- 500-600g all-butter puff pastry (I used 2 packets of Waitrose all-butter Jus-rol, 375g each – 1 packet for each circle, saving the leftover pastry for something else)
- the remainder of the beaten egg
- a pinch of salt
- Sugar syrup: 21g/1 and a half tablespoons sugar with 21g/ml water and a teaspoon of rum (optional)
- Roll out your cool pastry on a very lightly floured surface to around 2 to 3 mm thick. Cut out your first circle with the smaller tin/plate/bowl and place on a piece of baking paper so it’s easier to move around. Lightly brush egg yolk around the circle, making a border of around 3cm/1.2inches. Don’t brush over the edge.
- Fill a pastry bag (without a nozzle) with your chilled almond cream. Cut a tip of 1 and a half to 2cm then pipe to make a circle within the 3cm border of egg wash.
- Place your dried bean or porcelain trinket in the almond cream near the outer edge (so it’s easier to cut slices later than if it were in the middle). Next time I think I’ll place two trinkets at opposite ends. Or one trinket and one bean. Roll out the other half of your dough to 2.5 to 3.5mm thick and cut out your second bigger circle, which is a little wider because it’s going to fit over the frangipane without stretching.
- Place the second circle over the frangipane and first circle. Use the side of your hands and fingertips to press down on the 3cm/1.2in border and help seal the two circles. Eliminate any air. Chiquetter the border: press little diagonal lines in with the back of a small sharp knife to decorate and seal the two circles together even more.
- Take the galette and turn it upside down onto your prepared baking tray, so your smaller circle will now be on top. Whisk in a pinch of salt with your egg wash (this helps dilute it) and brush a thin even layer over the top but not too near the edges because that could stick the pastry to the paper and prevent it from rising well. Mark a middle point and use a small sharp knife to cut swirling lines from there. The lines should be quite deep but not cut through the pastry. Mine could have been just a little deeper.
- Make a little hole with your knife in the middle for the steam to escape from. Place the galette in the fridge (still on the tray) to rest for one hour (some pâtissiers are leaving them overnight to bake the next day).
- When almost ready to bake, preheat the oven to 200°C/400°F (static oven) and 180°C/360°F (fan-assisted/convection oven). After one hour brush a second thin coat of egg wash on the galette to make it even shinier.
- Bake in the middle of the oven for 35 to 40 minutes. Be flexible as this depends on your pastry and oven. It should be golden brown on top but also have a good colour on the sides so the pastry is not underdone. If the top of the cake is getting too brown then place a circle of aluminium foil on top as protection for the last 5 minutes or so.
- While the galette is in the oven make a sugar syrup by bringing 20g of sugar with 20g of water to the boil in a small saucepan. Then off the heat stir in a teaspoon of rum (optional). When the galette comes out of the oven brush with a thin layer of syrup to make it shiny (you probably don’t need all the syrup).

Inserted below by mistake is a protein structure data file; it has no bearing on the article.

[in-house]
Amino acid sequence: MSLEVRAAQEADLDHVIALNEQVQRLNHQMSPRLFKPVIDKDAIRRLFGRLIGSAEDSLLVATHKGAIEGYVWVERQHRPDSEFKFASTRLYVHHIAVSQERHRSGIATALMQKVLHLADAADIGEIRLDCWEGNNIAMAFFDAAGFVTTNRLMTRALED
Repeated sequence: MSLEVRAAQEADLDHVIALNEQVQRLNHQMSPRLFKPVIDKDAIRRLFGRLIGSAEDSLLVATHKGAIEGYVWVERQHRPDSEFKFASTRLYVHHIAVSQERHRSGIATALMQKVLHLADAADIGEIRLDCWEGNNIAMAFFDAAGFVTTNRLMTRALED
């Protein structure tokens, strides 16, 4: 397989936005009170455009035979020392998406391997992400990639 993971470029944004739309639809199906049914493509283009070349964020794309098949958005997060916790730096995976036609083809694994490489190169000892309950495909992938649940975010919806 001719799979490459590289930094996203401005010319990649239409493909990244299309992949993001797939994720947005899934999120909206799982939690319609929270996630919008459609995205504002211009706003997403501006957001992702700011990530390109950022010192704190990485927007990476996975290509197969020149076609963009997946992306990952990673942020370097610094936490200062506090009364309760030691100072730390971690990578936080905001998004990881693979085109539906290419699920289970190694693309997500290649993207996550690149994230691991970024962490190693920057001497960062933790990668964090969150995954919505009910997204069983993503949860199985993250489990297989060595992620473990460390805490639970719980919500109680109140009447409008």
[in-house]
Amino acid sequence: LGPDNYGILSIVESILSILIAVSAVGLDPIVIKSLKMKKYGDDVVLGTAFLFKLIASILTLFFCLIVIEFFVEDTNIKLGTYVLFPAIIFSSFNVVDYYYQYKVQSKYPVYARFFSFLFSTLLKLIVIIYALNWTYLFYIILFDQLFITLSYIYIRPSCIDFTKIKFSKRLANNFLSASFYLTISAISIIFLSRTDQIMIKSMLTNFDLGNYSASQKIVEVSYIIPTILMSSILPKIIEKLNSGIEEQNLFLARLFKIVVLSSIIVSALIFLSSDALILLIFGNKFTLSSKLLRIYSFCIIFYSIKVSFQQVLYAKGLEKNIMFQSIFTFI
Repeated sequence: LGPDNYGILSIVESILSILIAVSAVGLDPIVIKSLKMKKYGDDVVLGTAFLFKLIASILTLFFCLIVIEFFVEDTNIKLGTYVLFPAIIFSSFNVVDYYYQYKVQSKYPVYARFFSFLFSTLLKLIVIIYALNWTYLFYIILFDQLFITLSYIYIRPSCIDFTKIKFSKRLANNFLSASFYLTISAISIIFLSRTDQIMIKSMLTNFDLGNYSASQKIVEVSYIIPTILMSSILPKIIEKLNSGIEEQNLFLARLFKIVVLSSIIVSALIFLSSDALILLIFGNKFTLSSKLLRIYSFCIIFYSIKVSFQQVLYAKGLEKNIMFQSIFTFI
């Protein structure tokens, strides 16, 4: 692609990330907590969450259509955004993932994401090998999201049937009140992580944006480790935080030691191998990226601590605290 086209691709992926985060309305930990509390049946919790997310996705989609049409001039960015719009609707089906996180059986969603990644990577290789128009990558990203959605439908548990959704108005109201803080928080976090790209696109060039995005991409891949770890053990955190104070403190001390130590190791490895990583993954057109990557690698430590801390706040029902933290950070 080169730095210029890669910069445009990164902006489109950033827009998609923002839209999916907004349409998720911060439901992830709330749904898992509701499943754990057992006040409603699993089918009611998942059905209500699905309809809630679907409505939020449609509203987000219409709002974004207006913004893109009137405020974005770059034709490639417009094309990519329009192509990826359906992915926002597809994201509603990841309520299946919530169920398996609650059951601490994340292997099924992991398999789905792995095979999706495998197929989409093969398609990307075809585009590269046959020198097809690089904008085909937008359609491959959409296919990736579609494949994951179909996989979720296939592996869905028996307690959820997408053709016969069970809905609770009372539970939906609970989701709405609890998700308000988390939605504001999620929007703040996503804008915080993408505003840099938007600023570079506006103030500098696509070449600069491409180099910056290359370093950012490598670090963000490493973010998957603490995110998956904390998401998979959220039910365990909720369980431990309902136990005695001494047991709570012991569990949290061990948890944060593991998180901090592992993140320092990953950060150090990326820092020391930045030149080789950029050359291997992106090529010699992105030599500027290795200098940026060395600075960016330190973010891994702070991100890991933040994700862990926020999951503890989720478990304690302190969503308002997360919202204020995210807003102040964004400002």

Eating and storing
You can eat your galette des rois almost immediately while warm or at room temperature. It’s best eaten on the same day, also because then someone can find the fève and become king or queen. Yay! But you can eat it the following few days – wrap it in plastic film and keep at room temperature. It’s taken us a while because here in London it’s just me and mum eating it. Must do it with more people next time. But we persevered and this morning at breakfast (looking rather dishevelled and vague) I finally found the fève in my slice and was crowned queen. Hip hip hurray! 🙂
A little history and other king cakes
In some places finding the bean is bad news. The tortell de reis (king cake) in Catalunya contains two hidden surprises: a dried bean and a tiny figurine of one of the three kings. The person who gets the figurine wears the crown but the one who gets the dried fava bean pays for the tortell! In Spain there’s a variant known roscón de reyes. Both King cakes are more like brioches with candied fruit, sometimes filled with cream.
The cakes take their name from the biblical three kings and are eaten around Epiphany in Belgium, France, Quebec, Switzerland, Portugal (bolo rei), Spain, Latin America, Greece and Cyprus (vasilopita). You can read more about them on wikipedia – King Cake. Or look at the painting Le gâteau des rois by Jean-Baptiste Greuze painted in 1774 depicting a peasant family relaxing around the table. The young boy behind his father is rubbing his hands in eager anticipation and there’s one slice left on the table, traditionally kept to give to a poor person. In the middle ages the galette des rois was reportedly also served at other times of the year to liven up parties. Not a bad idea!
I must thank the Daring kitchen for giving me the extra motivation to make this delicious galette with their pithiviers challenge! Happy epiphany to them and to you all! 🙂
And I’ll offer you a slice sweet reader. Are you making anything special for Epiphany? Hope you’re having a lovely start to the new year. Happy baking and eating! 🙂 x